Part I: The Artist, Image of God the Creator
1. None can sense more deeply than you artists, ingenious creators of beauty
that you are, something of the pathos with which God at the dawn of creation
looked upon the work of his hands. A glimmer of that feeling has shone so often
in your eyes when—like the artists of every age—captivated by the hidden power
of sounds and words, colours and shapes, you have admired the work of your
inspiration, sensing in it some echo of the mystery of creation with which God,
the sole creator of all things, has wished in some way to associate you.
That is why it seems to me that there are no better words than the text of
Genesis with which to begin my Letter to you, to whom I feel closely linked by
experiences reaching far back in time and which have indelibly marked my life.
In writing this Letter, I intend to follow the path of the fruitful dialogue
between the Church and artists which has gone on unbroken through two thousand
years of history, and which still, at the threshold of the Third Millennium,
offers rich promise for the future.
In fact, this dialogue is not dictated merely by historical accident or
practical need, but is rooted in the very essence of both religious experience
and artistic creativity. The opening page of the Bible presents God as a kind of
exemplar of everyone who produces a work: the human craftsman mirrors the image
of God as Creator. This relationship is particularly clear in the Polish
language because of the lexical link between the words stwórca (creator) and
What is the difference between "creator" and "craftsman"?
The one who creates bestows being itself, he brings something out of nothing—ex
nihilo sui et subiecti, as the Latin puts it—and this, in the strict sense, is a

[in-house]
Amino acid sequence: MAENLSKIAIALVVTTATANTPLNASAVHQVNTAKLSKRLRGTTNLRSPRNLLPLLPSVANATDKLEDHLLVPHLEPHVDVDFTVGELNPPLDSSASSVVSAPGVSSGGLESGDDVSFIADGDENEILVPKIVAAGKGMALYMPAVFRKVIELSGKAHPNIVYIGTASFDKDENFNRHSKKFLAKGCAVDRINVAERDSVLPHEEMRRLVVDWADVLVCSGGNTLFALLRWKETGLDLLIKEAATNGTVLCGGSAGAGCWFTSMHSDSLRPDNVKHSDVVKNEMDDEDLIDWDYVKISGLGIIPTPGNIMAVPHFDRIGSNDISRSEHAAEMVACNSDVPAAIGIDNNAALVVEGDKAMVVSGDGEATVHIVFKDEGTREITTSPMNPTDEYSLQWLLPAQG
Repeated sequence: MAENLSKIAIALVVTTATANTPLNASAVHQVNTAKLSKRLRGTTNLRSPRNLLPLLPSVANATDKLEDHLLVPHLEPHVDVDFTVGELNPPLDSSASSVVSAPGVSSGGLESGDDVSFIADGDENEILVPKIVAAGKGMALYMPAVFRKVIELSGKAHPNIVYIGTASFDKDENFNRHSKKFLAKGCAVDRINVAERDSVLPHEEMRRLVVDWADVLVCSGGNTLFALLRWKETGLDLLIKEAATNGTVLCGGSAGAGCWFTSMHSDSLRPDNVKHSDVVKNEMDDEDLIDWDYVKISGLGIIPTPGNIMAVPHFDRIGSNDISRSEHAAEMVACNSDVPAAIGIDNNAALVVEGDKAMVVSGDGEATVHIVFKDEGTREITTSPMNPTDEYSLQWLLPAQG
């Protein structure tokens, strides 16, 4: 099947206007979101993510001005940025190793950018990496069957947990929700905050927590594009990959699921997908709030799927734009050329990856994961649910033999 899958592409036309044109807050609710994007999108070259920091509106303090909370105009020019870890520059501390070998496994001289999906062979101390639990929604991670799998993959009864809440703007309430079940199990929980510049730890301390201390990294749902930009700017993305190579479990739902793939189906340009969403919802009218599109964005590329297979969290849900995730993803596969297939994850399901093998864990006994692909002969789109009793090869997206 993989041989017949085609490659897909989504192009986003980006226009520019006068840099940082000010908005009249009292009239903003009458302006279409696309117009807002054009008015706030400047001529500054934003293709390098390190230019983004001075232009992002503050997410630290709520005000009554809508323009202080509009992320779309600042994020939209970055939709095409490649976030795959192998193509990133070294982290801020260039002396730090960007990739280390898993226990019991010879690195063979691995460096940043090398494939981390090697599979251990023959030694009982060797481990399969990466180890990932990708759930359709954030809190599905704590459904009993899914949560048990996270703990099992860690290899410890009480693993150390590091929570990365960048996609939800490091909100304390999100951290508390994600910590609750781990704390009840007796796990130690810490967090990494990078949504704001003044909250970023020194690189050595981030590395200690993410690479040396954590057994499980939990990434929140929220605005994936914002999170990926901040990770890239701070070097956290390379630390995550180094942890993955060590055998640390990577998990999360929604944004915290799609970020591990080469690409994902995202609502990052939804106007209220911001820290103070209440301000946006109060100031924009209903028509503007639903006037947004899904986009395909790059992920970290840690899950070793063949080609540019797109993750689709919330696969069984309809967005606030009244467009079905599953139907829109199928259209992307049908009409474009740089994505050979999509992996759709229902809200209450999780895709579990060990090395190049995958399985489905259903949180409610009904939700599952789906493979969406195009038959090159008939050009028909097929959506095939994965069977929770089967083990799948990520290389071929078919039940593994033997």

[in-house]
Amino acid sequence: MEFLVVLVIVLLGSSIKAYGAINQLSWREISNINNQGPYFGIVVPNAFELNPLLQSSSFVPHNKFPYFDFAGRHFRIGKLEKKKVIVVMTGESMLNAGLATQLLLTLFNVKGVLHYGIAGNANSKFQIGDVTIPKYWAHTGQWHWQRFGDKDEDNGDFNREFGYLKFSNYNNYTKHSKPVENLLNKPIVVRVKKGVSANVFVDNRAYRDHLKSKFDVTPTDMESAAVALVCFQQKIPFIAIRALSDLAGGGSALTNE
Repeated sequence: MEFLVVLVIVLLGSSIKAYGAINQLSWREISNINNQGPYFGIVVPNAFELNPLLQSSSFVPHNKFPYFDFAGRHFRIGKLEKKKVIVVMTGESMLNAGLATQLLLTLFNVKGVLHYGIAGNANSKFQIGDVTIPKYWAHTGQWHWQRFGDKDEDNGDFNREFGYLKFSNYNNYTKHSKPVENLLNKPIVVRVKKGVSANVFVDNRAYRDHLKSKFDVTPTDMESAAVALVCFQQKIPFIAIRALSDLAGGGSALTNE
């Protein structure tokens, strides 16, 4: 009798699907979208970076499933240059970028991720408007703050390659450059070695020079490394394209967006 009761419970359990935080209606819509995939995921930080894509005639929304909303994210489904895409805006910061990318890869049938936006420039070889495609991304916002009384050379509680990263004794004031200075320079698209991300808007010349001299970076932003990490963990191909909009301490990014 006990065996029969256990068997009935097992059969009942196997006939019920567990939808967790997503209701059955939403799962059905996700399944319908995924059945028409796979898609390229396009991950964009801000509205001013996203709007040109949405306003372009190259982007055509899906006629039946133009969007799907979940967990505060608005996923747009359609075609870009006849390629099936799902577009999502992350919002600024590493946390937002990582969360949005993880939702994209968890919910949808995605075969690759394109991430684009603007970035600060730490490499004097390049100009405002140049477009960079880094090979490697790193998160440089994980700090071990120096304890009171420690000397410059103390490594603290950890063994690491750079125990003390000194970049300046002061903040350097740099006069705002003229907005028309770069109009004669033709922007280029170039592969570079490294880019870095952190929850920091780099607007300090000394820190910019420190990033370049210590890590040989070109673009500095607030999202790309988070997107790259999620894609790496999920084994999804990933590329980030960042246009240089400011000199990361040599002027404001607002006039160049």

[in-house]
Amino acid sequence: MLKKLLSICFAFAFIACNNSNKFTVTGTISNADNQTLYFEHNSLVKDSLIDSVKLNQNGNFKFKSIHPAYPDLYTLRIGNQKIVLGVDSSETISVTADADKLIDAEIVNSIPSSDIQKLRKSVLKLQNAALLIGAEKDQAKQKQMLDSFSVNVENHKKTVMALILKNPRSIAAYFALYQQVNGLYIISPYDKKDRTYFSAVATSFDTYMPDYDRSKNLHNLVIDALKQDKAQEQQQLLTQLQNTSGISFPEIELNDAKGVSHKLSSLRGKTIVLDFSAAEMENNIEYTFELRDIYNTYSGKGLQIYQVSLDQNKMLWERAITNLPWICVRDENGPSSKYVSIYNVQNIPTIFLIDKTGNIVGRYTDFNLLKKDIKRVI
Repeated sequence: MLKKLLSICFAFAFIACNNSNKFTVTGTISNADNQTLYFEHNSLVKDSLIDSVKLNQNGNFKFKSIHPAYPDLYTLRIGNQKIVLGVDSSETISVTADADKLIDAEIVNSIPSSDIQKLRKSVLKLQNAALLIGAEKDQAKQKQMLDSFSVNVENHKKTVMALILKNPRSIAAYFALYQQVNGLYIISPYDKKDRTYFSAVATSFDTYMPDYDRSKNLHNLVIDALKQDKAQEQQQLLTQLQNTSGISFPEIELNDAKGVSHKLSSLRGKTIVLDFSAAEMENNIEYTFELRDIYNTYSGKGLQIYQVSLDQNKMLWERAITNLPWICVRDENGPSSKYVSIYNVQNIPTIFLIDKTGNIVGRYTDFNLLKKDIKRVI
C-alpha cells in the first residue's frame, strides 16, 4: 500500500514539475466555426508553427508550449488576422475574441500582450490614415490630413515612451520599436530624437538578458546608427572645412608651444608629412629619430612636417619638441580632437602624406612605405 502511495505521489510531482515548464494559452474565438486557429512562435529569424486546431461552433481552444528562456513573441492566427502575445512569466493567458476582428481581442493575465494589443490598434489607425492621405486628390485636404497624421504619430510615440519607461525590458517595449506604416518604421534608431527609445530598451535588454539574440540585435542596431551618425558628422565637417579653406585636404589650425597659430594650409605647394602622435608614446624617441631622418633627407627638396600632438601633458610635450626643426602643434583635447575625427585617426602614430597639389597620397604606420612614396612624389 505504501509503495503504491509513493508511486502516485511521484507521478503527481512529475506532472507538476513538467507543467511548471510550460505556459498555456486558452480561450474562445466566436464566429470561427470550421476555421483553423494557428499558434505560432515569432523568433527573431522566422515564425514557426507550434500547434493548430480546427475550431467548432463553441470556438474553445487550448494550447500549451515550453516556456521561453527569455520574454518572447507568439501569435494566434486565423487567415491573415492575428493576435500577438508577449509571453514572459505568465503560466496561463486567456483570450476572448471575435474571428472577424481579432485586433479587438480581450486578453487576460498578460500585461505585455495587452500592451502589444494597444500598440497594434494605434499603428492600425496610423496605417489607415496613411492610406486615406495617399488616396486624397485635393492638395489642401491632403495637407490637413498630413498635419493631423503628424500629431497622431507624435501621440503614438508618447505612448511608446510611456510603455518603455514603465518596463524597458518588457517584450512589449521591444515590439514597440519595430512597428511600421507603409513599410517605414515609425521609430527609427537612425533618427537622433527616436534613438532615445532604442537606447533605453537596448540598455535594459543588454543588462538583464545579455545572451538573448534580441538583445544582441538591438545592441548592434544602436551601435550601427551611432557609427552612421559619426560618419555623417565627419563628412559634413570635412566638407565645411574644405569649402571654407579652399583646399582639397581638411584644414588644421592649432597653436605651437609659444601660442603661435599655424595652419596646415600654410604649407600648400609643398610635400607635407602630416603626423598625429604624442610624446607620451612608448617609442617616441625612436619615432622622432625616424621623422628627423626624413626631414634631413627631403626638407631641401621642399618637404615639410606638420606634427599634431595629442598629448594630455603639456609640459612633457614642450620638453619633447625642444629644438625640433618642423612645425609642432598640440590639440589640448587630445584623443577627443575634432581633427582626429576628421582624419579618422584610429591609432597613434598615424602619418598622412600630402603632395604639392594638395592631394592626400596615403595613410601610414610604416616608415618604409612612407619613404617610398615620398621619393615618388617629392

mode of operation which belongs to the Almighty alone. The craftsman, by
contrast, uses something that already exists, to which he gives form and
meaning. This is the mode of operation peculiar to man as made in the image of
God. In fact, after saying that God created man and woman "in his
image" (cf. Gn 1:27), the Bible adds that he entrusted to them the task of
dominating the earth (cf. Gn 1:28). This was the last day of creation
(cf. Gn 1:28-31). On the previous days, marking as it were the rhythm of the
birth of the cosmos, Yahweh had created the universe. Finally he created the
human being, the noblest fruit of his design, to whom he subjected the visible
world as a vast field in which human inventiveness might assert itself.
God therefore called man into existence, committing to him the craftsman's
task. Through his "artistic creativity" man appears more than ever
"in the image of God", and he accomplishes this task above all in
shaping the wondrous "material" of his own humanity and then
exercising creative dominion over the universe which surrounds him. With loving
regard, the divine Artist passes on to the human artist a spark of his own
surpassing wisdom, calling him to share in his creative power. Obviously, this
is a sharing which leaves intact the infinite distance between the Creator and
the creature, as Cardinal Nicholas of Cusa made clear: "Creative art, which
it is the soul's good fortune to entertain, is not to be identified with that
essential art which is God himself, but is only a communication of it and a
share in it".
That is why artists, the more conscious they are of their "gift",
are led all the more to see themselves and the whole of creation with eyes able
to contemplate and give thanks, and to raise to God a hymn of praise. This is
the only way for them to come to a full understanding of themselves, their
vocation and their mission.